Now, the only thing I had to buy to make this closet happen was a wider tower with drawers. This tower came with shelves and the drawers came in packs of two (sold separately). Each child got 4 drawers, although I did have drawer dividers that I used to provide even more options. The top drawers are for socks and underwear. The divider keeps them separated and organized. The bottom drawer is always pajama’s. The middle has a drawer for shorts, leggings and jeans. The kids are a bit different in that sense, but basically both have two middle drawers for their “bottoms” for going to school/daycare.

Now the shelves look a little different for each child as well. My sons contains the extra bedding for his crib, extra baby blankets, a shelf for his diapers and wipes and the top shelf holds two plastic buckets (I picked up from the Dollarama) which contain anything else I might happen to need room for. (Most of the time it’s clothes I’ve bought that are in the next size up).

My daughters’ on the other hand looks quite different. She is five, so there was no need for diapers, wipes and crib bedding to be placed on her shelves. Instead, her bucket contains mismatched socks, new clothing sets for spares at school and daycare, her middle shelf holds her duffel bag (which is now being used for her summer soccer stuff). And the bottom shelf we leave empty so that we can lay out her outfits for the next few days. I normally lay out 2-3. And let her choose which outfit she would like to wear each morning. It helps her express herself, but also allows me to make sure she is wearing the appropriate size, and that everything matches and is appropriate for the weather.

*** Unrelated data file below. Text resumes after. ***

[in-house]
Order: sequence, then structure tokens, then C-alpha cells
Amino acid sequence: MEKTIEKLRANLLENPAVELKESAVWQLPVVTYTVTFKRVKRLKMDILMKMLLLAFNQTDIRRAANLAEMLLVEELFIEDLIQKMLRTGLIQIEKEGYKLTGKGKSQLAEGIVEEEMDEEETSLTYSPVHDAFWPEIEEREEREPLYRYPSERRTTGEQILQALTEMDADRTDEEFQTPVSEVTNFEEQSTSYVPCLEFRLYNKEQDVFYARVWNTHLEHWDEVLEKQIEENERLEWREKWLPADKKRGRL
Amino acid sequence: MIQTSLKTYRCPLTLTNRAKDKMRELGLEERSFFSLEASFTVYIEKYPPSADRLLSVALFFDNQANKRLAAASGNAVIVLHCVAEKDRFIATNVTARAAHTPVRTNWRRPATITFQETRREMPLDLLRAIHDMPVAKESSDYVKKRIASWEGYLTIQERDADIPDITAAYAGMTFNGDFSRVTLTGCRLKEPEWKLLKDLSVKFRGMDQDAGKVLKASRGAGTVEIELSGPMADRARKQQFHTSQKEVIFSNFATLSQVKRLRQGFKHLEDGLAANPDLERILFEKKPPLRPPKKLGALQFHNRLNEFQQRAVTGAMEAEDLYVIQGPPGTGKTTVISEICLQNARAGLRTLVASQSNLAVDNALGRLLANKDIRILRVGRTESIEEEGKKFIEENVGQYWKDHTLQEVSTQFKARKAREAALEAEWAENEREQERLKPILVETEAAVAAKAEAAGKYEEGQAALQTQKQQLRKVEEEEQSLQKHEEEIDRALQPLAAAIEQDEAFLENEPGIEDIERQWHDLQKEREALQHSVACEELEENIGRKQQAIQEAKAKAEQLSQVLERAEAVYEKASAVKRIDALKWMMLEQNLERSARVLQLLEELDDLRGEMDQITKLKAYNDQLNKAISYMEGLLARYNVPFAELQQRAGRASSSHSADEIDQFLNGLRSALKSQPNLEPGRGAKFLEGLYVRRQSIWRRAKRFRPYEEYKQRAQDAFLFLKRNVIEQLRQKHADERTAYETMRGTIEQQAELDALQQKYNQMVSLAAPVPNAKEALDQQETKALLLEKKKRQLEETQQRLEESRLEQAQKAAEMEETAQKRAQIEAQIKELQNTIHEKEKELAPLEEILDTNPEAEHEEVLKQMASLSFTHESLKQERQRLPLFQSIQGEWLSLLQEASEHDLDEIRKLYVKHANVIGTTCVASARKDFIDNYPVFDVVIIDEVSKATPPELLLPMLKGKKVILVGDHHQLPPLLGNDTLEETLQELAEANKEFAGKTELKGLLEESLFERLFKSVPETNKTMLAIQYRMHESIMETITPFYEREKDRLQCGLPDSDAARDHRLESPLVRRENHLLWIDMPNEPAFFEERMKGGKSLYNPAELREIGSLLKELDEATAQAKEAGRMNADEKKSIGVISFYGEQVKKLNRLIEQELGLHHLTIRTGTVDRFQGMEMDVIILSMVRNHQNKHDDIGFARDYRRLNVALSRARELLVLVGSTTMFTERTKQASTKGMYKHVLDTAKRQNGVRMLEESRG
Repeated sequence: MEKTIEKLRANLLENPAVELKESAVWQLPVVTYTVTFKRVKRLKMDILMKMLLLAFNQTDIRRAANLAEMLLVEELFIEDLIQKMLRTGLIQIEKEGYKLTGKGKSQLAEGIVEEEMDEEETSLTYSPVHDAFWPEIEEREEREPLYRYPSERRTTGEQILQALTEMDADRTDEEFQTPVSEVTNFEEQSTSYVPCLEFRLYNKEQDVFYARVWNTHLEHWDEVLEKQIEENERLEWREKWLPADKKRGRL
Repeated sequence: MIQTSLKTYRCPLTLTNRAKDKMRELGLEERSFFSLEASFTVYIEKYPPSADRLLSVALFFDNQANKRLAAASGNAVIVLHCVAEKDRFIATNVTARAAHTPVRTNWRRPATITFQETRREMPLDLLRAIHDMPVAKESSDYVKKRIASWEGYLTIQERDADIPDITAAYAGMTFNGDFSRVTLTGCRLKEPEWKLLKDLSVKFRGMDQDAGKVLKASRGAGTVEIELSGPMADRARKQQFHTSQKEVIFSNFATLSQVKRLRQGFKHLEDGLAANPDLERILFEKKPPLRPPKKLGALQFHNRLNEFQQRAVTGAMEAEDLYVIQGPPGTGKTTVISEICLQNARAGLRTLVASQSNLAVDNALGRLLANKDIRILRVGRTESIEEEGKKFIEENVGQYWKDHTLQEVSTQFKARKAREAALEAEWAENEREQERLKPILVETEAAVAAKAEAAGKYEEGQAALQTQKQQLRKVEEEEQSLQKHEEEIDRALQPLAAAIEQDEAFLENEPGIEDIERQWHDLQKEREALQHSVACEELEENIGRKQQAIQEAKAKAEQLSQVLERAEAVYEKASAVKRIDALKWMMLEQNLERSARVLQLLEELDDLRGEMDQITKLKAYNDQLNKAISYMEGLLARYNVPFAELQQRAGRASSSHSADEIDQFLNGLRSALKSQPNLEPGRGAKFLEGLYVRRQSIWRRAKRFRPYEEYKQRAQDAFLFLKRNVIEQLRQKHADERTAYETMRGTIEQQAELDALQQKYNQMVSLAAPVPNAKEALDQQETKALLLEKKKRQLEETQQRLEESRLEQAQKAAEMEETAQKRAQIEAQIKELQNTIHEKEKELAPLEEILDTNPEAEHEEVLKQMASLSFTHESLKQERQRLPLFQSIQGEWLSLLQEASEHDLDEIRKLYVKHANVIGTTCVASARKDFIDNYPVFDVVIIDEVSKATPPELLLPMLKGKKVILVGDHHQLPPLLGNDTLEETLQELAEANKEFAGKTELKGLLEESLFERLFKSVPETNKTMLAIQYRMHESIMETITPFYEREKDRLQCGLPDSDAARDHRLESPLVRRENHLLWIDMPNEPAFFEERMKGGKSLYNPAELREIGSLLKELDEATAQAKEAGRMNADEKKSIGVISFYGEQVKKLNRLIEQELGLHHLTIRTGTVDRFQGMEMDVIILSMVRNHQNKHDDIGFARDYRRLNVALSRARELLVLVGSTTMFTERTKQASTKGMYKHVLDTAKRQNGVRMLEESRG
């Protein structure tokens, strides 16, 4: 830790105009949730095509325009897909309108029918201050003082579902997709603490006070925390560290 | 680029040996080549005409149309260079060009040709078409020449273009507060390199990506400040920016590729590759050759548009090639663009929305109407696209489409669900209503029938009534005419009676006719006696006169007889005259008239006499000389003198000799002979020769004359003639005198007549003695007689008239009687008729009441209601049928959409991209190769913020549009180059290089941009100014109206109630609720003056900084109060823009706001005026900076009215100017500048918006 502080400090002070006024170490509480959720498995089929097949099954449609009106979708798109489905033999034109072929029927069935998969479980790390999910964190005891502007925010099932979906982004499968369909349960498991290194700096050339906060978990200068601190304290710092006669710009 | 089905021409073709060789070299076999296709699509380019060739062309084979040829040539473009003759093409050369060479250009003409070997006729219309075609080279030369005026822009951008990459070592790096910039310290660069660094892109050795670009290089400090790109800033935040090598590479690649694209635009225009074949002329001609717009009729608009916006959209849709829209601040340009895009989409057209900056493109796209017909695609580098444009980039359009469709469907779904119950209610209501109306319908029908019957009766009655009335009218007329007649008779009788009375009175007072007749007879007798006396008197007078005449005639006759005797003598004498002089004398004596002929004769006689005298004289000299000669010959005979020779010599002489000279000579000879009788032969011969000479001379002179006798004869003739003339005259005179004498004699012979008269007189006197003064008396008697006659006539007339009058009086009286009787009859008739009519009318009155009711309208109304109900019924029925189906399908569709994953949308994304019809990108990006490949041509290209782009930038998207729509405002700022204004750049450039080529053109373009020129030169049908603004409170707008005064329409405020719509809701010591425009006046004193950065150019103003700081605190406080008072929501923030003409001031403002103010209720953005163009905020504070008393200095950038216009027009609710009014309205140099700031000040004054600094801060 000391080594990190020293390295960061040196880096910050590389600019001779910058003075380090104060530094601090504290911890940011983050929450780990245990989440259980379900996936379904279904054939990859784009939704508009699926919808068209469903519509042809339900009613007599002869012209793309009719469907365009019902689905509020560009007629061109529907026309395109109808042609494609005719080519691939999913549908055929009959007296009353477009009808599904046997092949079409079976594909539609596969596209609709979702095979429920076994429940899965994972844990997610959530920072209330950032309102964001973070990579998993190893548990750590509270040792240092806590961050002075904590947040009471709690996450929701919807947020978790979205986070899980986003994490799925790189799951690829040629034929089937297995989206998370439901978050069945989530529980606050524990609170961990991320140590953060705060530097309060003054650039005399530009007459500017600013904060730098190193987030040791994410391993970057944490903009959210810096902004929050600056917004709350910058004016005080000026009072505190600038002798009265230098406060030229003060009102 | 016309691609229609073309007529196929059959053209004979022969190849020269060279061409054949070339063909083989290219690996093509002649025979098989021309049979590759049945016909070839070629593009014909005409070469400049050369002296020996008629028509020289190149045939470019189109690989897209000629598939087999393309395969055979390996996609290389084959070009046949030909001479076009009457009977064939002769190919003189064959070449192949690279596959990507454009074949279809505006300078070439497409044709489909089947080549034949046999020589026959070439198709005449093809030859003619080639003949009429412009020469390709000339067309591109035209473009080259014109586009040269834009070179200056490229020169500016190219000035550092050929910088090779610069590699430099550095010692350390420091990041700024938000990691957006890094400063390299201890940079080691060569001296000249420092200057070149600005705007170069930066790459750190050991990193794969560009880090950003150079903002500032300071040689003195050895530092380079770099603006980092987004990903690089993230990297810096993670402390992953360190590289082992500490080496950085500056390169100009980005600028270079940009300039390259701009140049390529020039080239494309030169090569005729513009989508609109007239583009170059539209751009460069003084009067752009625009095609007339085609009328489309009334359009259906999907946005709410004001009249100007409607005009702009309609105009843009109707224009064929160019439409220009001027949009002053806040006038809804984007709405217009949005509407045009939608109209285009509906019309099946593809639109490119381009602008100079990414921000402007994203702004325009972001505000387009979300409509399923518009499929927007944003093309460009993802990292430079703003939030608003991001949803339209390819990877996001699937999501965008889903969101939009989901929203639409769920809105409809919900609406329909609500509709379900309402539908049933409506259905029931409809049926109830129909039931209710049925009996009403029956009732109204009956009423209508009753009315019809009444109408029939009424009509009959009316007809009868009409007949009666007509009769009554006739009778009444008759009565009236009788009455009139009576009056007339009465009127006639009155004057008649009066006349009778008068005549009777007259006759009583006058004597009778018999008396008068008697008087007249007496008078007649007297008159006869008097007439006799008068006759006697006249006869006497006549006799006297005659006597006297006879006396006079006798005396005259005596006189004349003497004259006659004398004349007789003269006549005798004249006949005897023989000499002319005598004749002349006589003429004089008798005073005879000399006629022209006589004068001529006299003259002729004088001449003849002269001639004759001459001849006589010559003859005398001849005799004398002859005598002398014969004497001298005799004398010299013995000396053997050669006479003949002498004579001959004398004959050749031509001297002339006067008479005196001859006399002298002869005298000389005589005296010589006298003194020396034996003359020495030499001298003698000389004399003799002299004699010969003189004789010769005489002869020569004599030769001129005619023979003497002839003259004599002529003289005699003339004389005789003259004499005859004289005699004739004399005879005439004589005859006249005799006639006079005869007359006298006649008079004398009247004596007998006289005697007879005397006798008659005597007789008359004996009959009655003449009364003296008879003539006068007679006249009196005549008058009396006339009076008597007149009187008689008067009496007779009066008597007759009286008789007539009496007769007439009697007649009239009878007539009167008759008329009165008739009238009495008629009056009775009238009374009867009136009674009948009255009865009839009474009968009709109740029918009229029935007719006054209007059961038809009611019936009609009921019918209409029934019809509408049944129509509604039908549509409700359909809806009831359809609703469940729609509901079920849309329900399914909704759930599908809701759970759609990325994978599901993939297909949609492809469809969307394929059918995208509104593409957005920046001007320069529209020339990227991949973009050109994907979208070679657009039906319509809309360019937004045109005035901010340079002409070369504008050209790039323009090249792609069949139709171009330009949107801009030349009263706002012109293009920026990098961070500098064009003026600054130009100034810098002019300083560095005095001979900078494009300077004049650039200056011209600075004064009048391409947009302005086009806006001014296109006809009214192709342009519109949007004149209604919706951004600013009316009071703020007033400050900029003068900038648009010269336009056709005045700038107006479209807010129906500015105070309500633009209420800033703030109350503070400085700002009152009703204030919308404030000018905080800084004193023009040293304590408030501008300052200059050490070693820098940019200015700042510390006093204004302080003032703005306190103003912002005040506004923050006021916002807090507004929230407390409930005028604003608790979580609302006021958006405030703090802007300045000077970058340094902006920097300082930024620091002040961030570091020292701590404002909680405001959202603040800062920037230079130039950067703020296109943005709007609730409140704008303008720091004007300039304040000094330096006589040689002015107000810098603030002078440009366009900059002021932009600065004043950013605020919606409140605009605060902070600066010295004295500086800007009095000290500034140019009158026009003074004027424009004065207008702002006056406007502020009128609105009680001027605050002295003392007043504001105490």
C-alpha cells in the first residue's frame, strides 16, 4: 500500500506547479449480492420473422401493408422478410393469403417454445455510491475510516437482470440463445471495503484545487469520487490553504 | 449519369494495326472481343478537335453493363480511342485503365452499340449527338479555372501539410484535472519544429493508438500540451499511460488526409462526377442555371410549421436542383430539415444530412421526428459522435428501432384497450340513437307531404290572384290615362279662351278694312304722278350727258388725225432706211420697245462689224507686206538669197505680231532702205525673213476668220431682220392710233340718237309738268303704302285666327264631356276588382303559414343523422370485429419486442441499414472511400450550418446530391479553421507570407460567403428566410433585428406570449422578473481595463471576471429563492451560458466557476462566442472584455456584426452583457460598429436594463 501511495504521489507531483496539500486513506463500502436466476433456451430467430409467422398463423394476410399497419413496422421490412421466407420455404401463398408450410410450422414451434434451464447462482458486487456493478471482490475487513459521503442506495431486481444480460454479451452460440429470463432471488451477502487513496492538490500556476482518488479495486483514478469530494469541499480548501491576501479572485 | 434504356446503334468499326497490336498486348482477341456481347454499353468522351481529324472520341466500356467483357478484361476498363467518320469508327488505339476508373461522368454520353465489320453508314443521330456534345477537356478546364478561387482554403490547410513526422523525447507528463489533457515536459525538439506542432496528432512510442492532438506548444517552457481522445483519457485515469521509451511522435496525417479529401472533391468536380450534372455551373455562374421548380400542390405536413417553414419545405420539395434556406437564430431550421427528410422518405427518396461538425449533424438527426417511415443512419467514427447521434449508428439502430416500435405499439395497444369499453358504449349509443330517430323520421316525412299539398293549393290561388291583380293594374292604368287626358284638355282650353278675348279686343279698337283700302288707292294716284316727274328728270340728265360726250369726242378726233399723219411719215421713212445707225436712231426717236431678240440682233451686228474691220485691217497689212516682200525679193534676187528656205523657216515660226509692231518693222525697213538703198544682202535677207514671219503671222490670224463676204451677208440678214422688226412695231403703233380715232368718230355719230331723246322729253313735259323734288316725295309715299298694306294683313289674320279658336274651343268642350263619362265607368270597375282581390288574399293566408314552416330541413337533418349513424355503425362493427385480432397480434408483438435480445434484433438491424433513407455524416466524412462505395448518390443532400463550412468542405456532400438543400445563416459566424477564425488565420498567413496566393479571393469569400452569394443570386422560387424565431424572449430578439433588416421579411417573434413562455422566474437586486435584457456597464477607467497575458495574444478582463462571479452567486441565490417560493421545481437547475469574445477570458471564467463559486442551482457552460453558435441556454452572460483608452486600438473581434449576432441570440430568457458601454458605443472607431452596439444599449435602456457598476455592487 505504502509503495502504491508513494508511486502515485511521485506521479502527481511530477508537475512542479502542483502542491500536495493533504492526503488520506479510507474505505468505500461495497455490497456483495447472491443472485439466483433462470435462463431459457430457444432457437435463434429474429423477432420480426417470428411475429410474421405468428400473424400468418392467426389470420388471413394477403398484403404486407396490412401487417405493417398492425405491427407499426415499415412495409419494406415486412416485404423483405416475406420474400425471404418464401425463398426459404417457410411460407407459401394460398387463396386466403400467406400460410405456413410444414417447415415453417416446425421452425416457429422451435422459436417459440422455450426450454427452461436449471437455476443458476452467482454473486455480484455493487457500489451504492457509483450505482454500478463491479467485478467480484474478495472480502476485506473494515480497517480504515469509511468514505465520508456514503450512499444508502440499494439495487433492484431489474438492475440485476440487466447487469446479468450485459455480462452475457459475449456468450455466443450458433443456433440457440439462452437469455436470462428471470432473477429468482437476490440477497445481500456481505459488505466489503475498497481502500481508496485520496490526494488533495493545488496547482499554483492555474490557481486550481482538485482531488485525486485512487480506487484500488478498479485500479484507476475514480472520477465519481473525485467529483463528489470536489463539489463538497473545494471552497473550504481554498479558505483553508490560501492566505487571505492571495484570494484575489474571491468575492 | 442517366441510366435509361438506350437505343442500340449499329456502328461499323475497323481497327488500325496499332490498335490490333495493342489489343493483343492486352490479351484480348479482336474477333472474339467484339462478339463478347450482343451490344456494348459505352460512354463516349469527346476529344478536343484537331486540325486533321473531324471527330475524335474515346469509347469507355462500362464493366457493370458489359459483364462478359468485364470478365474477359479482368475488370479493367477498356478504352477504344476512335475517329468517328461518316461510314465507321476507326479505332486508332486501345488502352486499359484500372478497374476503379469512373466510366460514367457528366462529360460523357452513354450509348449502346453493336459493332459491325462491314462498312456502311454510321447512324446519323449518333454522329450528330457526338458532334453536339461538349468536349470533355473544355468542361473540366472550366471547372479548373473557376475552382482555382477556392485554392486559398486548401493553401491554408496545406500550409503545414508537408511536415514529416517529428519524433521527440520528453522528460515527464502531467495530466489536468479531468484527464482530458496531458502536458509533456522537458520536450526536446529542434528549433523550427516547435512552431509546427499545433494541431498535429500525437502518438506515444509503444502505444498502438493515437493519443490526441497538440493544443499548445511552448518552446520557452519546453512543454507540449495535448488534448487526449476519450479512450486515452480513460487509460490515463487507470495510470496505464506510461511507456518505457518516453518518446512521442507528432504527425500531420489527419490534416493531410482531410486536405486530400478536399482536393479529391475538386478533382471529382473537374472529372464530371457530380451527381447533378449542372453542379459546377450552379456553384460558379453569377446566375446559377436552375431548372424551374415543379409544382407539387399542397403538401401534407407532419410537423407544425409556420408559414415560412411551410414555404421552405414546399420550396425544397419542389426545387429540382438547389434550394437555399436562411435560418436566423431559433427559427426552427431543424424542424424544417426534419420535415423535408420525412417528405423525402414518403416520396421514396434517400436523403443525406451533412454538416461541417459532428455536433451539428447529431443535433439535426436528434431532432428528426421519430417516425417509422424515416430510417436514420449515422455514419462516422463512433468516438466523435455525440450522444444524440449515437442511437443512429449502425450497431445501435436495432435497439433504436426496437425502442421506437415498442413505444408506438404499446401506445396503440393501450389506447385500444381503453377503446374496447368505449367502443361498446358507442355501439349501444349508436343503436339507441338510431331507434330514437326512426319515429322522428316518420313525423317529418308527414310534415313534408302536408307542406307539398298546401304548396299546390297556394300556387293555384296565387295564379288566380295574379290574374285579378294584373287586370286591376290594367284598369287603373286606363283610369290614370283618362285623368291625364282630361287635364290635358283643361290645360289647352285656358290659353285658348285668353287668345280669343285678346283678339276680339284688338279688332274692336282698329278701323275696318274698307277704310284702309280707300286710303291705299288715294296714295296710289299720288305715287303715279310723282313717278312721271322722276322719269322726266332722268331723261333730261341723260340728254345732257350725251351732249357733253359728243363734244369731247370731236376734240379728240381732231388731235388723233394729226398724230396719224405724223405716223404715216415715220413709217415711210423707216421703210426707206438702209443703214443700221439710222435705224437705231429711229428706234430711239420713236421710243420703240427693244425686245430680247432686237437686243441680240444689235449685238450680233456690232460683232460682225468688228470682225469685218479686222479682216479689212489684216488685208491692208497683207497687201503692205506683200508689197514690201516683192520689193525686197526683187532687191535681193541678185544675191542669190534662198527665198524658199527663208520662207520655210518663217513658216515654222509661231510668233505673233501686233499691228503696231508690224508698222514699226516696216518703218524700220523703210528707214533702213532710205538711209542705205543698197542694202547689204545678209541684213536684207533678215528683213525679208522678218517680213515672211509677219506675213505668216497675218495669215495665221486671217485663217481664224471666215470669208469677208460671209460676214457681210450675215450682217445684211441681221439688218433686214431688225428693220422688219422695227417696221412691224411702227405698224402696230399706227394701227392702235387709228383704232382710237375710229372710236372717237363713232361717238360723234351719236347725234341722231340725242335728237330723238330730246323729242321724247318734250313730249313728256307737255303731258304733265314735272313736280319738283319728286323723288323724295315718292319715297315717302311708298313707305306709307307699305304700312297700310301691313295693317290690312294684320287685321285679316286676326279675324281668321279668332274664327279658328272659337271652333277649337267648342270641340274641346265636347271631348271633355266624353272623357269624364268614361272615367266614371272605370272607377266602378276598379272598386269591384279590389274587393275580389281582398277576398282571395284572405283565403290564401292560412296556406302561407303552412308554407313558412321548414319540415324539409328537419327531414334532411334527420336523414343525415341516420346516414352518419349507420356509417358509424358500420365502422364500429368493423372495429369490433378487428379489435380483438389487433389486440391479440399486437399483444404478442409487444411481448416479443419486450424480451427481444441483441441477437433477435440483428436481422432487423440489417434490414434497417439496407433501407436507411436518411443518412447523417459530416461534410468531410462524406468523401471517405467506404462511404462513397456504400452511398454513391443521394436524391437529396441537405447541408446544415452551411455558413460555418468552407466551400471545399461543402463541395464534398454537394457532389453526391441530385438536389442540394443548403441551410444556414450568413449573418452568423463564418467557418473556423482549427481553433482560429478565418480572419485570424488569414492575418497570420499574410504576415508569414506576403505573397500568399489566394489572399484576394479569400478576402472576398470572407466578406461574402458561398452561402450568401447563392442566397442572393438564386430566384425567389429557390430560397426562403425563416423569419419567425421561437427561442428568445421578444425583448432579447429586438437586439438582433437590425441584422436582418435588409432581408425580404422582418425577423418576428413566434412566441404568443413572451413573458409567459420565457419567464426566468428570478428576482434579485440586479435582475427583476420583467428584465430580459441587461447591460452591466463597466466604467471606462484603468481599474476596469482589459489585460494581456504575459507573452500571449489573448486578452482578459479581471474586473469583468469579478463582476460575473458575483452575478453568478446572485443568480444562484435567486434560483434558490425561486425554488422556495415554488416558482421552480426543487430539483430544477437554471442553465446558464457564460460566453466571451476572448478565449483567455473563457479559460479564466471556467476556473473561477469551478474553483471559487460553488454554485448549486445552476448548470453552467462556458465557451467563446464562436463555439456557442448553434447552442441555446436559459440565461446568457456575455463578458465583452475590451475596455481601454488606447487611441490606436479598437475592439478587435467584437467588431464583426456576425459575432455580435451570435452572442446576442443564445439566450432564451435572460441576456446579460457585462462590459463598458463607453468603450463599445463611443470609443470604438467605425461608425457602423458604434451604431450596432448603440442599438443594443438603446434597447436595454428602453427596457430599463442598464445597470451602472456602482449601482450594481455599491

Now, I understand that these drawers may not scream “long term” to some. They are shallow and will only hold a few pairs of adult jeans for example. But when their clothes do start to get bigger, these drawers will convert to full “personal” drawers. Housing things like bras, underwear, bathing suits, and socks. The shelves above will then be used for folded stacks of jeans, shorts, or leggings. (The canvas cubes could also easily be removed to create space for pants as well if needed.)

Eventually hooks could be added above the entire unit for ball caps or school bags. Or a shelf could be added across the top for addition storage (suitcases and out of season footwear).

Having everything in one spot has made our lives so much easier (the kids’ included). They are learning where their clothes go away and can be taken out from. When putting away laundry, it’s a one stop shop to get everything organized and away. It has given them more privacy, to be able to close their closet doors on their personal things. And they have both gained so much extra room! They now each have a deacon’s bench filled with stuffed toys, a cube tower for their family pictures, piggy banks, and keepsakes. And overall it’s helped eliminate all the clutter that would previous gravitate towards the tops of their dressers. One of the best decisions we ever made. Oh, and in case I forgot to mention, I was able to makeover both closets for about $100 each. Good luck finding a decent dresser for $100!